Types of hallucinations according to sensory modality

If we classify the hallucinatory experience according to the sensory modality in which they appear, we can find several categories.

1. Visual hallucinations

In the first place you can find visual hallucinations, perceived through the sense of sight. In this case the subject sees something that does not exist in reality. These stimuli can be very simple, such as flashes or lights. However, more complex elements such as characters, animated beings or vivid scenes can be seen.

It is possible that these elements are visualized with different measures than those that would be perceived if these stimuli were real, being called Lilliputian hallucinations in the case of smaller perceptions and Gulliverian in the case of seeing them enlarged. Within visual hallucinations there is also autoscopy, in which a subject sees herself from the outside of her body, in a way similar to that reported by patients with near-death experiences.

Visual hallucinations are especially common in organic conditions, trauma, and substance use, although they also appear in certain mental disorders.

2. Auditory hallucinations

Regarding auditory hallucinations, in which the perceiver hears something unreal, they can be simple noises or elements with complete meaning such as human speech. 

The clearest examples are second-person hallucinations, in which, as in the example described above, a voice speaks to the subject, third-person hallucinations in which voices that speak of the individual are heard among themselves, or imperative hallucinations, in the that the individual hears voices that order him to do or stop doing something. Hallucinations of this sensory modality are the most frequent in mental disorders, especially in paranoid schizophrenia.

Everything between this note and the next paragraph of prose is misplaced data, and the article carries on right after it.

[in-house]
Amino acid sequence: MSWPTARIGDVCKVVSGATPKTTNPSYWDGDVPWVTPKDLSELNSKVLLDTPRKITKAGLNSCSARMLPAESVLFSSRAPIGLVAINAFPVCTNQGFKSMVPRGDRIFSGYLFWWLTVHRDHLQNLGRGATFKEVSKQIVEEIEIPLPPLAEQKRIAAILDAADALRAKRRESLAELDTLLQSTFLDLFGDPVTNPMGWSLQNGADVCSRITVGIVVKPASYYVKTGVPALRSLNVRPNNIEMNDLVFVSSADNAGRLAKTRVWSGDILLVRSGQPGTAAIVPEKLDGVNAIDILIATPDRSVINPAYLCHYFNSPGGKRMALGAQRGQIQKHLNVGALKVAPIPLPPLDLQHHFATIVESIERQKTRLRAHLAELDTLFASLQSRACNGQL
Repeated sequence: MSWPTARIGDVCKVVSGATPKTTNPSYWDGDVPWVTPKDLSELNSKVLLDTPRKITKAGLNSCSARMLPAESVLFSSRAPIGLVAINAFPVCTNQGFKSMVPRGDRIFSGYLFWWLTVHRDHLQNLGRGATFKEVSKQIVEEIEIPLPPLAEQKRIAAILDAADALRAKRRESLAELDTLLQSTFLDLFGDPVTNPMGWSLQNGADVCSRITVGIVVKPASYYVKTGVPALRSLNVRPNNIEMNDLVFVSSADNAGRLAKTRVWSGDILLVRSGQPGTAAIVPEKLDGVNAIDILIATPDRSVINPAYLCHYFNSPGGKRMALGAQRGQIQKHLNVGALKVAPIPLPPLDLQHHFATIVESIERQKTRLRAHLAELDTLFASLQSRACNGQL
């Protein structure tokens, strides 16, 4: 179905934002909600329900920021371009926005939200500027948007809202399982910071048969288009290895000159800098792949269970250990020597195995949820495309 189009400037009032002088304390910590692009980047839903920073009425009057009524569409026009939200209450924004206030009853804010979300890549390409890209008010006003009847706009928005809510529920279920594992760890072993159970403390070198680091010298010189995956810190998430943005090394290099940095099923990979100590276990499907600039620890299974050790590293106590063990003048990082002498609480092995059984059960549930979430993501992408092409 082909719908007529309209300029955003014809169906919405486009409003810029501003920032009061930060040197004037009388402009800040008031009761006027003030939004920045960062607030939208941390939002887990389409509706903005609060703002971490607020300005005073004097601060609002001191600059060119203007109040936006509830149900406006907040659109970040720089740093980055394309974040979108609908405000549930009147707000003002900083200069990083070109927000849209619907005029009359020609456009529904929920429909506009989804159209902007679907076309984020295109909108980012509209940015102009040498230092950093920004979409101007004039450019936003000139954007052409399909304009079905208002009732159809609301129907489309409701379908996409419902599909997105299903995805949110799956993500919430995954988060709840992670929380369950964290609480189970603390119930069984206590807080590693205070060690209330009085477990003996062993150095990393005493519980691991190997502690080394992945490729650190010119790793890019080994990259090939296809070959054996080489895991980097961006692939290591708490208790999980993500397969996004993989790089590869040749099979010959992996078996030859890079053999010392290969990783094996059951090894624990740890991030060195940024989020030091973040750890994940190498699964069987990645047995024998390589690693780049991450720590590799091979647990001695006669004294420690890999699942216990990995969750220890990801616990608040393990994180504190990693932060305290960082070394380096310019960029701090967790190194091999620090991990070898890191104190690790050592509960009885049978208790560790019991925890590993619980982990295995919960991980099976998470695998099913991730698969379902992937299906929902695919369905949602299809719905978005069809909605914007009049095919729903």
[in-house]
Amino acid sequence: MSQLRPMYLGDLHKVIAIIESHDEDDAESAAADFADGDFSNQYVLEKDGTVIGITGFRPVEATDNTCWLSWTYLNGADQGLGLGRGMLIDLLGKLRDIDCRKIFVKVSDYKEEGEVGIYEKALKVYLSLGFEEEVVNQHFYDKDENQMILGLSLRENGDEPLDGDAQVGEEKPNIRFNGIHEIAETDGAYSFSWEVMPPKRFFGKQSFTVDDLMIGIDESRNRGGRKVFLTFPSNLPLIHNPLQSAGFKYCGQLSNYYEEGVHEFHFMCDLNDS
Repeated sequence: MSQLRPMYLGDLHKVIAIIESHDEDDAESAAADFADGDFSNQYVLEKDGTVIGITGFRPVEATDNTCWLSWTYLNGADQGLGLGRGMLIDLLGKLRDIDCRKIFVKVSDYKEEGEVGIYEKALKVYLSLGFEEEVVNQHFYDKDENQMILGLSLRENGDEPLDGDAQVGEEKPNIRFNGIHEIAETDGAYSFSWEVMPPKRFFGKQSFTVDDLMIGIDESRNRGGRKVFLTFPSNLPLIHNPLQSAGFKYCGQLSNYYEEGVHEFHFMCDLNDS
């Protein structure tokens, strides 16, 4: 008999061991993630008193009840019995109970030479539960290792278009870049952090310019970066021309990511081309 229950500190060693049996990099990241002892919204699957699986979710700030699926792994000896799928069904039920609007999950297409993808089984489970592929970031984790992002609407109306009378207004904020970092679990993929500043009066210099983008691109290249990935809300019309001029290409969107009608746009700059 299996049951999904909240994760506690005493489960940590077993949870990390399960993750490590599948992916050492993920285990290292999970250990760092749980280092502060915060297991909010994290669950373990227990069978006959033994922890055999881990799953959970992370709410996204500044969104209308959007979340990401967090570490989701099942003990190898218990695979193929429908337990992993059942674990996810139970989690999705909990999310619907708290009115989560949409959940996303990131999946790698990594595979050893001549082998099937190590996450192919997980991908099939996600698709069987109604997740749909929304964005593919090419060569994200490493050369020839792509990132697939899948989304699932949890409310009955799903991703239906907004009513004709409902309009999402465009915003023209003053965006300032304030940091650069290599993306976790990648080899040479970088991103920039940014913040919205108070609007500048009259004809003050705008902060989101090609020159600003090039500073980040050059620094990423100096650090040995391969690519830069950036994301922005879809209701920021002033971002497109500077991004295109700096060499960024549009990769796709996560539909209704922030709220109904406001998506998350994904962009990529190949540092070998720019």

3. Hallucinations of taste and smell

With regard to the senses of taste and smell, hallucinations in these senses are rare  and are usually related to the use of drugs or other substances, in addition to some neurological disorders such as temporal lobe epilepsy, or even tumors. They also appear in schizophrenia, usually related to delusions of poisoning or persecution.

4. Haptic hallucinations

The haptic hallucinations are those that refer to the sense of touch. This typology includes a large number of sensations, such as those of temperature, pain or tingling (the latter being called paresthesias, and highlighting among them a subtype called dermatozoal delirium in which there is the sensation of having small animals in the body, being typical consumption of substances such as cocaine).

Apart from these, related to the senses, two more subtypes can be identified.

In the first place, the kinesthetic or somatic hallucinations, which provoke sensations perceived regarding the organs themselves, normally associated with strange delusional processes.